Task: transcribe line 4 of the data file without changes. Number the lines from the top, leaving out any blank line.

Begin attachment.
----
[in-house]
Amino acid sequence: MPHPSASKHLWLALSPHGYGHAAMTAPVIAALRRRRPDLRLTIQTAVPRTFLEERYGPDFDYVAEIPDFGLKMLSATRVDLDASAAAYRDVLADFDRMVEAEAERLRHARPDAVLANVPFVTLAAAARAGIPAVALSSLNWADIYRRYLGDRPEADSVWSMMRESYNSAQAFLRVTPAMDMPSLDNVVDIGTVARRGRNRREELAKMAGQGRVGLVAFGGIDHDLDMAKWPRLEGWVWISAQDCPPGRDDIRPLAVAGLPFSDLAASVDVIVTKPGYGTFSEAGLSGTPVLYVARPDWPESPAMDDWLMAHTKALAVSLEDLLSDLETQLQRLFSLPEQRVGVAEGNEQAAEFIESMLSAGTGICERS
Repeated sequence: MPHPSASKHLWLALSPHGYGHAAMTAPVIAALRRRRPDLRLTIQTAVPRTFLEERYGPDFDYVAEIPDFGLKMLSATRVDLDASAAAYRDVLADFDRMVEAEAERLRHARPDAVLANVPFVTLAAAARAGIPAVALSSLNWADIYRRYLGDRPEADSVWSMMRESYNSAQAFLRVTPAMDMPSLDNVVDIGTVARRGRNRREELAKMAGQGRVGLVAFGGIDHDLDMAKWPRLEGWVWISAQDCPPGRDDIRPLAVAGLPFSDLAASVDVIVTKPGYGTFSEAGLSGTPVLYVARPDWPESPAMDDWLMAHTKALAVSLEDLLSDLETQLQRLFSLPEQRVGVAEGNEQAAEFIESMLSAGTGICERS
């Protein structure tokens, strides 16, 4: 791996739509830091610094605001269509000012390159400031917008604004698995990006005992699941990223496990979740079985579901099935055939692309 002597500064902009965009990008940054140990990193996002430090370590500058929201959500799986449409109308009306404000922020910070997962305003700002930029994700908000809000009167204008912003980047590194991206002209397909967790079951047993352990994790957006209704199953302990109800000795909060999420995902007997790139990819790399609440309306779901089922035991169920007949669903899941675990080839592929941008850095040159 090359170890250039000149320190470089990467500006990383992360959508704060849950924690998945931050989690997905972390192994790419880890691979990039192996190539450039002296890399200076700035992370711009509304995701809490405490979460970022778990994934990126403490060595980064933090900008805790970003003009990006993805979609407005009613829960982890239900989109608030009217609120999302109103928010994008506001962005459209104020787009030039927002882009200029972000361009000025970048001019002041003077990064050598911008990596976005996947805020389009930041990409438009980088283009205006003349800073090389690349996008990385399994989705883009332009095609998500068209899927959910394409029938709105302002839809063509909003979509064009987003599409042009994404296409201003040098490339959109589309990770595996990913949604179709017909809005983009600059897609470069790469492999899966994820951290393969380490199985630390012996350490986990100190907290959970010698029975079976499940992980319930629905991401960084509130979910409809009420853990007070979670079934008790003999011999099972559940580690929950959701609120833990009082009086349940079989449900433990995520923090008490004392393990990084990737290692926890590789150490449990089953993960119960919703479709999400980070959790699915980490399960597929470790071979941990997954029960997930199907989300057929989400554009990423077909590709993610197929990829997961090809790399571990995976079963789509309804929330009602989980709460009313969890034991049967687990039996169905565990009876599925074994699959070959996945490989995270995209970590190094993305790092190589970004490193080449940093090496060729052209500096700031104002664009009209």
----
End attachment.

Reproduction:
């Protein structure tokens, strides 16, 4: 791996739509830091610094605001269509000012390159400031917008604004698995990006005992699941990223496990979740079985579901099935055939692309 002597500064902009965009990008940054140990990193996002430090370590500058929201959500799986449409109308009306404000922020910070997962305003700002930029994700908000809000009167204008912003980047590194991206002209397909967790079951047993352990994790957006209704199953302990109800000795909060999420995902007997790139990819790399609440309306779901089922035991169920007949669903899941675990080839592929941008850095040159 090359170890250039000149320190470089990467500006990383992360959508704060849950924690998945931050989690997905972390192994790419880890691979990039192996190539450039002296890399200076700035992370711009509304995701809490405490979460970022778990994934990126403490060595980064933090900008805790970003003009990006993805979609407005009613829960982890239900989109608030009217609120999302109103928010994008506001962005459209104020787009030039927002882009200029972000361009000025970048001019002041003077990064050598911008990596976005996947805020389009930041990409438009980088283009205006003349800073090389690349996008990385399994989705883009332009095609998500068209899927959910394409029938709105302002839809063509909003979509064009987003599409042009994404296409201003040098490339959109589309990770595996990913949604179709017909809005983009600059897609470069790469492999899966994820951290393969380490199985630390012996350490986990100190907290959970010698029975079976499940992980319930629905991401960084509130979910409809009420853990007070979670079934008790003999011999099972559940580690929950959701609120833990009082009086349940079989449900433990995520923090008490004392393990990084990737290692926890590789150490449990089953993960119960919703479709999400980070959790699915980490399960597929470790071979941990997954029960997930199907989300057929989400554009990423077909590709993610197929990829997961090809790399571990995976079963789509309804929330009602989980709460009313969890034991049967687990039996169905565990009876599925074994699959070959996945490989995270995209970590190094993305790092190589970004490193080449940093090496060729052209500096700031104002664009009209």